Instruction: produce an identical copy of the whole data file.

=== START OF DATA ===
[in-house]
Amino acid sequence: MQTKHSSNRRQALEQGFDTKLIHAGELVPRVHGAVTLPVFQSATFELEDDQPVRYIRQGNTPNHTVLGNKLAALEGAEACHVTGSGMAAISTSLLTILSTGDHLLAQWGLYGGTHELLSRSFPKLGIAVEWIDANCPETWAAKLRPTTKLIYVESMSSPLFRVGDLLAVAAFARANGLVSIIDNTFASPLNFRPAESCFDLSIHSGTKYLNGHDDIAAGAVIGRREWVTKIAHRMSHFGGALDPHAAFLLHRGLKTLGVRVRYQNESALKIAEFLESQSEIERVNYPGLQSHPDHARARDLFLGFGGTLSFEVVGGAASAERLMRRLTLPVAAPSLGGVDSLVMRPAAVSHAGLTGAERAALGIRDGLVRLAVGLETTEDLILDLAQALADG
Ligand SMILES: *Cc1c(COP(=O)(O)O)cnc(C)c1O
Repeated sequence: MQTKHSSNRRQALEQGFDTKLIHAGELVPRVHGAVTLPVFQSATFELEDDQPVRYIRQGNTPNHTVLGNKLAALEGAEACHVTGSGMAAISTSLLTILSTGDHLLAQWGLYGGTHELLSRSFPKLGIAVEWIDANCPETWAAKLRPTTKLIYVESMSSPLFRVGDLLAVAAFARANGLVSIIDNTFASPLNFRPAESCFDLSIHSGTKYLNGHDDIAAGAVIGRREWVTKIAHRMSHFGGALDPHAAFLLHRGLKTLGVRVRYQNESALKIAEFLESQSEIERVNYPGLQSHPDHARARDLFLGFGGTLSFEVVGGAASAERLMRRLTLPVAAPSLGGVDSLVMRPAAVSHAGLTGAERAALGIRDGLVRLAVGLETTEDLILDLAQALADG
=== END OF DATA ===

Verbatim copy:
[in-house]
Amino acid sequence: MQTKHSSNRRQALEQGFDTKLIHAGELVPRVHGAVTLPVFQSATFELEDDQPVRYIRQGNTPNHTVLGNKLAALEGAEACHVTGSGMAAISTSLLTILSTGDHLLAQWGLYGGTHELLSRSFPKLGIAVEWIDANCPETWAAKLRPTTKLIYVESMSSPLFRVGDLLAVAAFARANGLVSIIDNTFASPLNFRPAESCFDLSIHSGTKYLNGHDDIAAGAVIGRREWVTKIAHRMSHFGGALDPHAAFLLHRGLKTLGVRVRYQNESALKIAEFLESQSEIERVNYPGLQSHPDHARARDLFLGFGGTLSFEVVGGAASAERLMRRLTLPVAAPSLGGVDSLVMRPAAVSHAGLTGAERAALGIRDGLVRLAVGLETTEDLILDLAQALADG
Ligand SMILES: *Cc1c(COP(=O)(O)O)cnc(C)c1O
Repeated sequence: MQTKHSSNRRQALEQGFDTKLIHAGELVPRVHGAVTLPVFQSATFELEDDQPVRYIRQGNTPNHTVLGNKLAALEGAEACHVTGSGMAAISTSLLTILSTGDHLLAQWGLYGGTHELLSRSFPKLGIAVEWIDANCPETWAAKLRPTTKLIYVESMSSPLFRVGDLLAVAAFARANGLVSIIDNTFASPLNFRPAESCFDLSIHSGTKYLNGHDDIAAGAVIGRREWVTKIAHRMSHFGGALDPHAAFLLHRGLKTLGVRVRYQNESALKIAEFLESQSEIERVNYPGLQSHPDHARARDLFLGFGGTLSFEVVGGAASAERLMRRLTLPVAAPSLGGVDSLVMRPAAVSHAGLTGAERAALGIRDGLVRLAVGLETTEDLILDLAQALADG